NAIROBI, Jan 26 (Reuters) – Kenya’s year-on-year rate of inflation is expected to maintain a downward trend in January as food and fuel price pressures ease and the effect of months of monetary tightening reflects in a stronger shilling.
People shop at Nakumatt supermarket Nairobi January 5, 2011. REUTERS/Noor Khamis
All eight analysts polled by Reuters said the rate would come down from 18.93 percent in December, as the impact of past rate rises filters through the market. Inflation rose for 13 consecutive months to peak at 19.72 percent in November.
The shilling, one of the worst performing currencies last year, rebounded strongly after a series of rate rises that surpassed market expectations in the second half of 2011.
The shilling closed 2011 down 4.8 percent against the dollar after recovering about 20 percent of its value having hit an all-time low of 107 in October. Its rally reduced imported inflation.
The Central Bank of Kenya left its key benchmark rate at 18 percent earlier this month.
In a bid to keep the shilling on an even keel, the central bank has so far this year absorbed about 26 billion shillings through regular repos and sold hard currency to commercial banks.
“Thanks to base effects, a recovery in the shilling, tight domestic liquidity and improving weather, we believe that year-on-year inflation in Kenya has topped out and that it will head progressively lower over the course of 2012,” Matthew Searle, sub-Saharan Africa analyst with Business Monitor International, said.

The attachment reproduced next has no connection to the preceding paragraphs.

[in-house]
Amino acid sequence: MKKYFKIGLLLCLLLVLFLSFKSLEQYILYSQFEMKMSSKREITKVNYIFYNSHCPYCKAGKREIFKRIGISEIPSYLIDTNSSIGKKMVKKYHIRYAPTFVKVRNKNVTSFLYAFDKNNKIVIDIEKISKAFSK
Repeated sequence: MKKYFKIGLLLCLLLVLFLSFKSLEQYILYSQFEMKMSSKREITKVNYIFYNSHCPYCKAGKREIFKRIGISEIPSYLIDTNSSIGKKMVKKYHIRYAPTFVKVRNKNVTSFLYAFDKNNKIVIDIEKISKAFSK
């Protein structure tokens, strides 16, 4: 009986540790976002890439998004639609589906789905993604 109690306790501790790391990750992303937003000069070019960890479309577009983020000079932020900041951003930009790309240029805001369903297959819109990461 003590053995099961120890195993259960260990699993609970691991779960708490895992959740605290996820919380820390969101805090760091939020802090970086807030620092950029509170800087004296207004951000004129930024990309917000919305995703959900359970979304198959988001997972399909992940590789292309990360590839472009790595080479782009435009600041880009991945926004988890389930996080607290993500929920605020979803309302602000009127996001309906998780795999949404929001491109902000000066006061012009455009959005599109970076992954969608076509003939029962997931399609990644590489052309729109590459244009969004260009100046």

Searle, who predicted inflation would fall marginally to 18.5 percent in January, warned the market would be watching the central bank closely to see whether it would defend the shilling if it came under renewed pressure.
The central bank was heavily criticised for being too slow to respond to the shilling’s freefall for much of last year.
“At $3.8 billion or 3.4 months worth of import cover, the bank does not exactly possess a warchest of foreign exchange reserves with which to do the job,” Searle said.
The next Monetary Policy Committee meeting is due on Feb. 1.
The stronger shilling has allowed the energy regulator to cut the prices of petrol, diesel and kerosene, while good rainfall has improved harvests, easing food inflationary pressures. Nonetheless, east Africa’s biggest economy is still expected to import 67,500 tonnes of maize in the six months to June to boost its stocks.
While the maize imports are likely to put some pressure on the shilling, the Ministry of Agriculture says the resulting surplus will ease pressure on the price of the main staple food.
Kenya’s finance minister has pledged to cut inflation to 5 percent by 2014/15 (July June) fiscal year through austerity measures to reduce its budget deficit.
“Inflation is likely to slow to around 18 percent in January … as transport, utility, and clothing costs … moderate somewhat,” Angus Downie, fixed income and currency strategist at Ecobank, said.
By Yara Bayoumy, Reuters